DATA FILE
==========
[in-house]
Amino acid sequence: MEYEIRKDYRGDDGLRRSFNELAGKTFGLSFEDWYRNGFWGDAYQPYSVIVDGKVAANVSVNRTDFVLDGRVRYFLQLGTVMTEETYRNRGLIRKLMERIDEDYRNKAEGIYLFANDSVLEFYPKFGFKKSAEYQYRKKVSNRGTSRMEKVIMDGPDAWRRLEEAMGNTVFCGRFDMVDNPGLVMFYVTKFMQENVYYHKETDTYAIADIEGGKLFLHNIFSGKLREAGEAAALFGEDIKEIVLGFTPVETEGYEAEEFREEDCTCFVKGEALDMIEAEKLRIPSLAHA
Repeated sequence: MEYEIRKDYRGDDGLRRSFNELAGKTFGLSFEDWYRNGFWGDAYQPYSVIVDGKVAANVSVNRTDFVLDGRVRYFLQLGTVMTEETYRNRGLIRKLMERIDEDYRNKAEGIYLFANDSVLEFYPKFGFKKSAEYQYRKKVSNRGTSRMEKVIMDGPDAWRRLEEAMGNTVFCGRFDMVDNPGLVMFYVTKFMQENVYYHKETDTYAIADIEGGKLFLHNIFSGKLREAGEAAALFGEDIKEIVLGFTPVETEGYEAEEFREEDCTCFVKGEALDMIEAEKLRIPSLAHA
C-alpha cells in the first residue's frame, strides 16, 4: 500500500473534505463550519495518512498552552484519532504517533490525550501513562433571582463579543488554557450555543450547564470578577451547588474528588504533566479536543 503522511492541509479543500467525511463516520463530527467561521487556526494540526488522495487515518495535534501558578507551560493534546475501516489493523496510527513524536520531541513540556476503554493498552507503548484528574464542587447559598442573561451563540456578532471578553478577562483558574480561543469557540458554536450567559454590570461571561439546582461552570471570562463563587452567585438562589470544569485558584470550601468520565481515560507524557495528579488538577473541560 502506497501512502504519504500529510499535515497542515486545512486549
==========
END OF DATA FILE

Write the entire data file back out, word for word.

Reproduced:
[in-house]
Amino acid sequence: MEYEIRKDYRGDDGLRRSFNELAGKTFGLSFEDWYRNGFWGDAYQPYSVIVDGKVAANVSVNRTDFVLDGRVRYFLQLGTVMTEETYRNRGLIRKLMERIDEDYRNKAEGIYLFANDSVLEFYPKFGFKKSAEYQYRKKVSNRGTSRMEKVIMDGPDAWRRLEEAMGNTVFCGRFDMVDNPGLVMFYVTKFMQENVYYHKETDTYAIADIEGGKLFLHNIFSGKLREAGEAAALFGEDIKEIVLGFTPVETEGYEAEEFREEDCTCFVKGEALDMIEAEKLRIPSLAHA
Repeated sequence: MEYEIRKDYRGDDGLRRSFNELAGKTFGLSFEDWYRNGFWGDAYQPYSVIVDGKVAANVSVNRTDFVLDGRVRYFLQLGTVMTEETYRNRGLIRKLMERIDEDYRNKAEGIYLFANDSVLEFYPKFGFKKSAEYQYRKKVSNRGTSRMEKVIMDGPDAWRRLEEAMGNTVFCGRFDMVDNPGLVMFYVTKFMQENVYYHKETDTYAIADIEGGKLFLHNIFSGKLREAGEAAALFGEDIKEIVLGFTPVETEGYEAEEFREEDCTCFVKGEALDMIEAEKLRIPSLAHA
C-alpha cells in the first residue's frame, strides 16, 4: 500500500473534505463550519495518512498552552484519532504517533490525550501513562433571582463579543488554557450555543450547564470578577451547588474528588504533566479536543 503522511492541509479543500467525511463516520463530527467561521487556526494540526488522495487515518495535534501558578507551560493534546475501516489493523496510527513524536520531541513540556476503554493498552507503548484528574464542587447559598442573561451563540456578532471578553478577562483558574480561543469557540458554536450567559454590570461571561439546582461552570471570562463563587452567585438562589470544569485558584470550601468520565481515560507524557495528579488538577473541560 502506497501512502504519504500529510499535515497542515486545512486549